Funeral of Catholic lawyer disrupted by police in Vietnam

Ho Chi Minh City, Vietnam, Aug 5, 2019 / 11:27 am (CNA).- The funeral of Therese Tran Thi Ly Hoa, a Catholic lawyer in Ho Chi Minh City, was interrupted last week by local officials, amid a disagreement over land ownership, according to UCA News.

“We tried to hold our dead relative’s funeral well and did not cause any problems, but officials harassed us and showed a lack of respect for the dead,” Cao Ha Truc, a relative of Therese, told UCA News.

Therese Hoa was buried Aug. 1. She had spent much of her career combatting what she maintained was corruption by local government officials.

The funeral was held on a nearly 12-acre plot of land from which some 100 households, many of them Catholic, were evicted in January.

For the funeral, the family erected a tent to provide shelter while people prayed for the repose of Therese’s soul. Such prayers would be said for more than a week.

The family has said that police surrounded the site and removed tents and chairs.

Those who lived on the property said it was acquired by the Parish Foreign Missions Society in 1954, when the area was part of the State of Vietnam.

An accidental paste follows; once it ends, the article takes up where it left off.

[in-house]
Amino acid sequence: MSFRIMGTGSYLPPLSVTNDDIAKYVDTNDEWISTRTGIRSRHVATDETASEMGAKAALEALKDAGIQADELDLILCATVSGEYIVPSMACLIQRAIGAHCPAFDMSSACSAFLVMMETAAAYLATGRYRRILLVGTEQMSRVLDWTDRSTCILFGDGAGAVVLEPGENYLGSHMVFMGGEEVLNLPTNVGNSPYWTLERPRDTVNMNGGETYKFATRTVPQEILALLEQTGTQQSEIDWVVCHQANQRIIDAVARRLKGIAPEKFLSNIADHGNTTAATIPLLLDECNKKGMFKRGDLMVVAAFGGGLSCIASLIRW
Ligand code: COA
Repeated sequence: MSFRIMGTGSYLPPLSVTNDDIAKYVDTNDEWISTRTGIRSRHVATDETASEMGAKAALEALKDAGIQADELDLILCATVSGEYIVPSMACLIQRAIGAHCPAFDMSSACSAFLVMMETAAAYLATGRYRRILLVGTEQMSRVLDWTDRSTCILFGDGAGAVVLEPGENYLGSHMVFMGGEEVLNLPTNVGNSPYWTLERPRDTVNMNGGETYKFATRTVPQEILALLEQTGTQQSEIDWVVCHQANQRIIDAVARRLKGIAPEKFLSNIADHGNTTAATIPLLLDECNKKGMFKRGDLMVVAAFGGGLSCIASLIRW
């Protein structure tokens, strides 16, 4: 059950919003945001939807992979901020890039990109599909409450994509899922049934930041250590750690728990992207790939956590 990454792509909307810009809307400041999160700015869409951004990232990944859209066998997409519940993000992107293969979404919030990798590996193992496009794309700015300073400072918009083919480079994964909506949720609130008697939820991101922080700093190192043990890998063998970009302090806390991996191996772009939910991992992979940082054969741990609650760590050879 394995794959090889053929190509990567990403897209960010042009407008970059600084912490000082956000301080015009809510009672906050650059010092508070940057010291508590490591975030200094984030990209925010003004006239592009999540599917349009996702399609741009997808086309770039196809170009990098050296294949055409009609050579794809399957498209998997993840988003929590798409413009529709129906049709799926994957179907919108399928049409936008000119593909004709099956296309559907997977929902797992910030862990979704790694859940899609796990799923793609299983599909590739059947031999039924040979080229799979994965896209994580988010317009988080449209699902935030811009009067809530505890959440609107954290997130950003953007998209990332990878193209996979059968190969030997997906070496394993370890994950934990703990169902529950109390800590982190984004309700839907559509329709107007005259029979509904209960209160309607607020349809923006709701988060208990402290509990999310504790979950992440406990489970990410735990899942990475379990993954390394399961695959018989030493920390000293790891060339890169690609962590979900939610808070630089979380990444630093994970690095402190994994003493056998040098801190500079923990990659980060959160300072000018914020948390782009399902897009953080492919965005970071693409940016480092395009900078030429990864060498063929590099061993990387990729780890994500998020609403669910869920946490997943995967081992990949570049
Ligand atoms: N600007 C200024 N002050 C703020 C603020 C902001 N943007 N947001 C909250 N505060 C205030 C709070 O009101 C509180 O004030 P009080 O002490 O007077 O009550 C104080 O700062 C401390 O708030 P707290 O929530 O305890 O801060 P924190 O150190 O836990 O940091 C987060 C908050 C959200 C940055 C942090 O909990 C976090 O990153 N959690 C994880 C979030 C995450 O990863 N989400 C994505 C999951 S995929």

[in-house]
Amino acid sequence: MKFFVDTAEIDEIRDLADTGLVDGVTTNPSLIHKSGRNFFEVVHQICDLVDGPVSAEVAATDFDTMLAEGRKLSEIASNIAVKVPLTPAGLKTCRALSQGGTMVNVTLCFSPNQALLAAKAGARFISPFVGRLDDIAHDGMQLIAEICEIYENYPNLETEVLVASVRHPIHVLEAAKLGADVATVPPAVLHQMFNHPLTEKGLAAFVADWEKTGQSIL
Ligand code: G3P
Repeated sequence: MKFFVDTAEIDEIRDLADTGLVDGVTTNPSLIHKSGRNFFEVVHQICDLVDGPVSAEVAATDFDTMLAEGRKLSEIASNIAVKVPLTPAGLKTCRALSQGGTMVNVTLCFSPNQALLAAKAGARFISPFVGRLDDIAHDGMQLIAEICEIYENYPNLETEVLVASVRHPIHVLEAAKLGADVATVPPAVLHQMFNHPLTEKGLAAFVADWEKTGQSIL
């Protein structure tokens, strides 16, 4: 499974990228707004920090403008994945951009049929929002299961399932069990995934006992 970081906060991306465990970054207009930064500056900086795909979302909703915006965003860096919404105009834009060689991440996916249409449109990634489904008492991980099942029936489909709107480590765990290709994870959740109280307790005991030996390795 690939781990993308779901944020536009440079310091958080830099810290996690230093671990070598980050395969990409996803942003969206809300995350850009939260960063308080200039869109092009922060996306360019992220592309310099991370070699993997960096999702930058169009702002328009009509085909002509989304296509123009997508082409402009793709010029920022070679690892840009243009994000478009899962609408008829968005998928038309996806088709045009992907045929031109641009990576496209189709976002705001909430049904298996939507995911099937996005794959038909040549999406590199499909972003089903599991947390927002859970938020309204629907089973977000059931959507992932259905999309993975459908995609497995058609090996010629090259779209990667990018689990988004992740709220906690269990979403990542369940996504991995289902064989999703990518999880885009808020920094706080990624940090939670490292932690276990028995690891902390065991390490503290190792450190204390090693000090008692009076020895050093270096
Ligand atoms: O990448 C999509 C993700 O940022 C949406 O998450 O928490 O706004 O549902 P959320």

The government said that homes on the land were built illegally, and it intends to build schools and public facilities on the lot.

Bishop Vincent Long Van Nguyen of Parramatta, who was born in Vietnam, denounced the seizure of the land Jan. 11.

“This area, attached to the Catholic Parish of Loc Hung, has been the home and work centre of many families,” he said. “Generations of people migrated from the communist North at the partitioning of Vietnam in 1954. They are mostly low-income families, students, former prisoners of conscience and amputee-veterans of the South Vietnamese Army.”

Bishop Vincent stated that “the authorities often resort to the use of force to seize properties and land in places which have potential commercial value. This has been a pattern of behavior on the part of the communist government in Vietnam ironically since the so-called “doi moi” (reform) era, as demonstrated in many incidents throughout the country.”

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